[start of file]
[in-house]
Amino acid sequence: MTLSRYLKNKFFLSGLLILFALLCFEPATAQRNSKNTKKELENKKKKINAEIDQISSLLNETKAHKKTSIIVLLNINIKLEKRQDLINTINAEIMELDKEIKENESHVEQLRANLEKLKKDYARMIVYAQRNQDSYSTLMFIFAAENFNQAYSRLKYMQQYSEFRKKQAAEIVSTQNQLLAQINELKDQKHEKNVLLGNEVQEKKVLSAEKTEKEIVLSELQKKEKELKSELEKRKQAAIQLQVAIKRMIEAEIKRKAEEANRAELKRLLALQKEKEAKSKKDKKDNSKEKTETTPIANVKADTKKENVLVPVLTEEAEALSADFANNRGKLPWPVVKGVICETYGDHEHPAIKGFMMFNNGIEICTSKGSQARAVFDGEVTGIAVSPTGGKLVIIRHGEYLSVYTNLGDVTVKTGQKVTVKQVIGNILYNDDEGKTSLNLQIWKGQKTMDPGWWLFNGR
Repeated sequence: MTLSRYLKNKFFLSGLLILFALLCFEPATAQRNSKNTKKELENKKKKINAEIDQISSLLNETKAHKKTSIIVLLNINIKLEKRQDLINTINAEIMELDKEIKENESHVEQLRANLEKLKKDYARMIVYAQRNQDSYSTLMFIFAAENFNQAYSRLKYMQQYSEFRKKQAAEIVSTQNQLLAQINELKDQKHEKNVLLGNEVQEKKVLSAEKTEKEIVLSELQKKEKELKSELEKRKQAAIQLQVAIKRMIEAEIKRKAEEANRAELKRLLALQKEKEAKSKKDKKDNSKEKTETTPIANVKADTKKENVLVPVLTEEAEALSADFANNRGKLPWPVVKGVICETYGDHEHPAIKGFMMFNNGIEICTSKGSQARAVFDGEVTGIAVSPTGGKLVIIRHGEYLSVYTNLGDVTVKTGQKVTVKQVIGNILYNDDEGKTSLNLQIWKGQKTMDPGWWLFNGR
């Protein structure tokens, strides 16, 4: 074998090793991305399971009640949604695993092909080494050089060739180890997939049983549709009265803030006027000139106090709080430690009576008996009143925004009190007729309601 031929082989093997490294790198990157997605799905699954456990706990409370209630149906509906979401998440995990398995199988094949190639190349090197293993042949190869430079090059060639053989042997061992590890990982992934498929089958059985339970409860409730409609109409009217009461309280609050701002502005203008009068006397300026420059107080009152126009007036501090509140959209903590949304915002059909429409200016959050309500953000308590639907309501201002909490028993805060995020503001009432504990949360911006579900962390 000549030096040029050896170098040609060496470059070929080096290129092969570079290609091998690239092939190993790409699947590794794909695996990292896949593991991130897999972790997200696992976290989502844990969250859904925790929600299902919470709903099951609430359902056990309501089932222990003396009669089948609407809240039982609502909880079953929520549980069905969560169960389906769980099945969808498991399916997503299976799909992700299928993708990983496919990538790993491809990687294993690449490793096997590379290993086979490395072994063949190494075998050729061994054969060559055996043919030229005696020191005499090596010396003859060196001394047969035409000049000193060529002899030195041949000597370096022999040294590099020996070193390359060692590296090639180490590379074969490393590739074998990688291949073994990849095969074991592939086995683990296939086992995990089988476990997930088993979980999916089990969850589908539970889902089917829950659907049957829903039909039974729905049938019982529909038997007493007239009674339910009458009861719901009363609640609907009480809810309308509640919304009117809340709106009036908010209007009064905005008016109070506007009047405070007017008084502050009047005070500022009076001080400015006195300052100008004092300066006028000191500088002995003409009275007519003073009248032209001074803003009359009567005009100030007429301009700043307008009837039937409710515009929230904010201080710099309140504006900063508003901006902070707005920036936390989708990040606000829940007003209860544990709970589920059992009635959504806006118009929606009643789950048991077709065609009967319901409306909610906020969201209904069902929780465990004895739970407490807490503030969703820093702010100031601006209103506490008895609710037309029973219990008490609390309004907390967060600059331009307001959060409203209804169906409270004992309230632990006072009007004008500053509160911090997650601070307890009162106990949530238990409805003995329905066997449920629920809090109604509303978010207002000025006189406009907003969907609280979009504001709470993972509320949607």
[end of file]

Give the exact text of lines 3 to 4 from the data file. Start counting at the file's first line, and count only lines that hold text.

Repeated sequence: MTLSRYLKNKFFLSGLLILFALLCFEPATAQRNSKNTKKELENKKKKINAEIDQISSLLNETKAHKKTSIIVLLNINIKLEKRQDLINTINAEIMELDKEIKENESHVEQLRANLEKLKKDYARMIVYAQRNQDSYSTLMFIFAAENFNQAYSRLKYMQQYSEFRKKQAAEIVSTQNQLLAQINELKDQKHEKNVLLGNEVQEKKVLSAEKTEKEIVLSELQKKEKELKSELEKRKQAAIQLQVAIKRMIEAEIKRKAEEANRAELKRLLALQKEKEAKSKKDKKDNSKEKTETTPIANVKADTKKENVLVPVLTEEAEALSADFANNRGKLPWPVVKGVICETYGDHEHPAIKGFMMFNNGIEICTSKGSQARAVFDGEVTGIAVSPTGGKLVIIRHGEYLSVYTNLGDVTVKTGQKVTVKQVIGNILYNDDEGKTSLNLQIWKGQKTMDPGWWLFNGR
């Protein structure tokens, strides 16, 4: 074998090793991305399971009640949604695993092909080494050089060739180890997939049983549709009265803030006027000139106090709080430690009576008996009143925004009190007729309601 031929082989093997490294790198990157997605799905699954456990706990409370209630149906509906979401998440995990398995199988094949190639190349090197293993042949190869430079090059060639053989042997061992590890990982992934498929089958059985339970409860409730409609109409009217009461309280609050701002502005203008009068006397300026420059107080009152126009007036501090509140959209903590949304915002059909429409200016959050309500953000308590639907309501201002909490028993805060995020503001009432504990949360911006579900962390 000549030096040029050896170098040609060496470059070929080096290129092969570079290609091998690239092939190993790409699947590794794909695996990292896949593991991130897999972790997200696992976290989502844990969250859904925790929600299902919470709903099951609430359902056990309501089932222990003396009669089948609407809240039982609502909880079953929520549980069905969560169960389906769980099945969808498991399916997503299976799909992700299928993708990983496919990538790993491809990687294993690449490793096997590379290993086979490395072994063949190494075998050729061994054969060559055996043919030229005696020191005499090596010396003859060196001394047969035409000049000193060529002899030195041949000597370096022999040294590099020996070193390359060692590296090639180490590379074969490393590739074998990688291949073994990849095969074991592939086995683990296939086992995990089988476990997930088993979980999916089990969850589908539970889902089917829950659907049957829903039909039974729905049938019982529909038997007493007239009674339910009458009861719901009363609640609907009480809810309308509640919304009117809340709106009036908010209007009064905005008016109070506007009047405070007017008084502050009047005070500022009076001080400015006195300052100008004092300066006028000191500088002995003409009275007519003073009248032209001074803003009359009567005009100030007429301009700043307008009837039937409710515009929230904010201080710099309140504006900063508003901006902070707005920036936390989708990040606000829940007003209860544990709970589920059992009635959504806006118009929606009643789950048991077709065609009967319901409306909610906020969201209904069902929780465990004895739970407490807490503030969703820093702010100031601006209103506490008895609710037309029973219990008490609390309004907390967060600059331009307001959060409203209804169906409270004992309230632990006072009007004008500053509160911090997650601070307890009162106990949530238990409805003995329905066997449920629920809090109604509303978010207002000025006189406009907003969907609280979009504001709470993972509320949607």